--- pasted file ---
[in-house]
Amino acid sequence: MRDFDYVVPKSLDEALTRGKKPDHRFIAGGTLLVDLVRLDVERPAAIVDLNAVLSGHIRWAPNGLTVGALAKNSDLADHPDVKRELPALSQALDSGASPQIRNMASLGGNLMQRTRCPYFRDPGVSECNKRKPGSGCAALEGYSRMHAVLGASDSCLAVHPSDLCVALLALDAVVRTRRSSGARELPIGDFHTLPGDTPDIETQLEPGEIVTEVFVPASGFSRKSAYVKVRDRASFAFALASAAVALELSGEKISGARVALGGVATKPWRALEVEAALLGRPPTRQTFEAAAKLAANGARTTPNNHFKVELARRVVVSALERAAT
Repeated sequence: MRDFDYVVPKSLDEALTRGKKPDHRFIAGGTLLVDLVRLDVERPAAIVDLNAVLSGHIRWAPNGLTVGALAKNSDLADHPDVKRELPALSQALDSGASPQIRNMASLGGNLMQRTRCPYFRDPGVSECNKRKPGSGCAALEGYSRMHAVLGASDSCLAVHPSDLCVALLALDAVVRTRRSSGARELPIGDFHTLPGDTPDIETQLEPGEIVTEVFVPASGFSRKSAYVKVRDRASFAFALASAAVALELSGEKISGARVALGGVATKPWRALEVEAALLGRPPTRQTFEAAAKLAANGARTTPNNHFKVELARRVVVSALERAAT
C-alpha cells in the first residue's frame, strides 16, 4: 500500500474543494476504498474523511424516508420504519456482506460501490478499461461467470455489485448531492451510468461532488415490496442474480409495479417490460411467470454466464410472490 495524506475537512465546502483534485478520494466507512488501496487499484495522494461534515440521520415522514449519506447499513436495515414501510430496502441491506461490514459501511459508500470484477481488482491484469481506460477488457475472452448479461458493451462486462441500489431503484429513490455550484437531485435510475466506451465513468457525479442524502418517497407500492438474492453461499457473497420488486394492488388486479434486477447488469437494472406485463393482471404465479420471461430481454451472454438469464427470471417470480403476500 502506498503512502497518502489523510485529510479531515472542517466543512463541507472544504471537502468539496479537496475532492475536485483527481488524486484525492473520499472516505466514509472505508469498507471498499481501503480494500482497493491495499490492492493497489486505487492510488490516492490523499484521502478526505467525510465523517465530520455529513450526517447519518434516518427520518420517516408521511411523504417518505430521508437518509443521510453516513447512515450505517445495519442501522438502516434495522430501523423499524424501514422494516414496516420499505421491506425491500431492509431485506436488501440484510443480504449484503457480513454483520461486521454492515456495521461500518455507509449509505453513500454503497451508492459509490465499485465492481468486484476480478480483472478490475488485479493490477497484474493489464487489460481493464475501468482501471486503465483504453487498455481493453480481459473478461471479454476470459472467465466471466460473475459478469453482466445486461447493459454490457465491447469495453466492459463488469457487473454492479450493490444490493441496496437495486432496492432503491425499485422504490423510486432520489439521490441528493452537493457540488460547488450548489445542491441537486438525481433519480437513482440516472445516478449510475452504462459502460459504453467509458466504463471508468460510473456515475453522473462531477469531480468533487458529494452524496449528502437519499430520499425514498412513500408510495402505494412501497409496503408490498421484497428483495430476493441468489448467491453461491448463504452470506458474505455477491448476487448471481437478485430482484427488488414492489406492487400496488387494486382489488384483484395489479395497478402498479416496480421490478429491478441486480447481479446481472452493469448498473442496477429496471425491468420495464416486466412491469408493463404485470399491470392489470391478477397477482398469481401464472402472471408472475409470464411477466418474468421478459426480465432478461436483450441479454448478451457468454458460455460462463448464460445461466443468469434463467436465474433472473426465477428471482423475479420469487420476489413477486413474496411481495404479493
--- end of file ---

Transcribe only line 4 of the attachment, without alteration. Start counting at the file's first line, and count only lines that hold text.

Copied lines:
C-alpha cells in the first residue's frame, strides 16, 4: 500500500474543494476504498474523511424516508420504519456482506460501490478499461461467470455489485448531492451510468461532488415490496442474480409495479417490460411467470454466464410472490 495524506475537512465546502483534485478520494466507512488501496487499484495522494461534515440521520415522514449519506447499513436495515414501510430496502441491506461490514459501511459508500470484477481488482491484469481506460477488457475472452448479461458493451462486462441500489431503484429513490455550484437531485435510475466506451465513468457525479442524502418517497407500492438474492453461499457473497420488486394492488388486479434486477447488469437494472406485463393482471404465479420471461430481454451472454438469464427470471417470480403476500 502506498503512502497518502489523510485529510479531515472542517466543512463541507472544504471537502468539496479537496475532492475536485483527481488524486484525492473520499472516505466514509472505508469498507471498499481501503480494500482497493491495499490492492493497489486505487492510488490516492490523499484521502478526505467525510465523517465530520455529513450526517447519518434516518427520518420517516408521511411523504417518505430521508437518509443521510453516513447512515450505517445495519442501522438502516434495522430501523423499524424501514422494516414496516420499505421491506425491500431492509431485506436488501440484510443480504449484503457480513454483520461486521454492515456495521461500518455507509449509505453513500454503497451508492459509490465499485465492481468486484476480478480483472478490475488485479493490477497484474493489464487489460481493464475501468482501471486503465483504453487498455481493453480481459473478461471479454476470459472467465466471466460473475459478469453482466445486461447493459454490457465491447469495453466492459463488469457487473454492479450493490444490493441496496437495486432496492432503491425499485422504490423510486432520489439521490441528493452537493457540488460547488450548489445542491441537486438525481433519480437513482440516472445516478449510475452504462459502460459504453467509458466504463471508468460510473456515475453522473462531477469531480468533487458529494452524496449528502437519499430520499425514498412513500408510495402505494412501497409496503408490498421484497428483495430476493441468489448467491453461491448463504452470506458474505455477491448476487448471481437478485430482484427488488414492489406492487400496488387494486382489488384483484395489479395497478402498479416496480421490478429491478441486480447481479446481472452493469448498473442496477429496471425491468420495464416486466412491469408493463404485470399491470392489470391478477397477482398469481401464472402472471408472475409470464411477466418474468421478459426480465432478461436483450441479454448478451457468454458460455460462463448464460445461466443468469434463467436465474433472473426465477428471482423475479420469487420476489413477486413474496411481495404479493